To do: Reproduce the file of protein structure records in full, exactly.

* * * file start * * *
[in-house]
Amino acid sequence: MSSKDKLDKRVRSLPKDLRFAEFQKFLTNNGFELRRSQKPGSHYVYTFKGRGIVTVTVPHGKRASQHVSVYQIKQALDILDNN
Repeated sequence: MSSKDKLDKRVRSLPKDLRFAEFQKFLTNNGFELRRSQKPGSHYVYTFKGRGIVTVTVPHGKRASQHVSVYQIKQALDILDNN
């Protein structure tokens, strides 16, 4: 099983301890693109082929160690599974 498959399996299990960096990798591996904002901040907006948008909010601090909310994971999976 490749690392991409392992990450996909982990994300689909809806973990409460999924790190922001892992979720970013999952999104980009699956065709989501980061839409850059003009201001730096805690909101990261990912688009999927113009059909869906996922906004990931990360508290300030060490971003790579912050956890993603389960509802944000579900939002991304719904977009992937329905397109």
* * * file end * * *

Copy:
[in-house]
Amino acid sequence: MSSKDKLDKRVRSLPKDLRFAEFQKFLTNNGFELRRSQKPGSHYVYTFKGRGIVTVTVPHGKRASQHVSVYQIKQALDILDNN
Repeated sequence: MSSKDKLDKRVRSLPKDLRFAEFQKFLTNNGFELRRSQKPGSHYVYTFKGRGIVTVTVPHGKRASQHVSVYQIKQALDILDNN
């Protein structure tokens, strides 16, 4: 099983301890693109082929160690599974 498959399996299990960096990798591996904002901040907006948008909010601090909310994971999976 490749690392991409392992990450996909982990994300689909809806973990409460999924790190922001892992979720970013999952999104980009699956065709989501980061839409850059003009201001730096805690909101990261990912688009999927113009059909869906996922906004990931990360508290300030060490971003790579912050956890993603389960509802944000579900939002991304719904977009992937329905397109």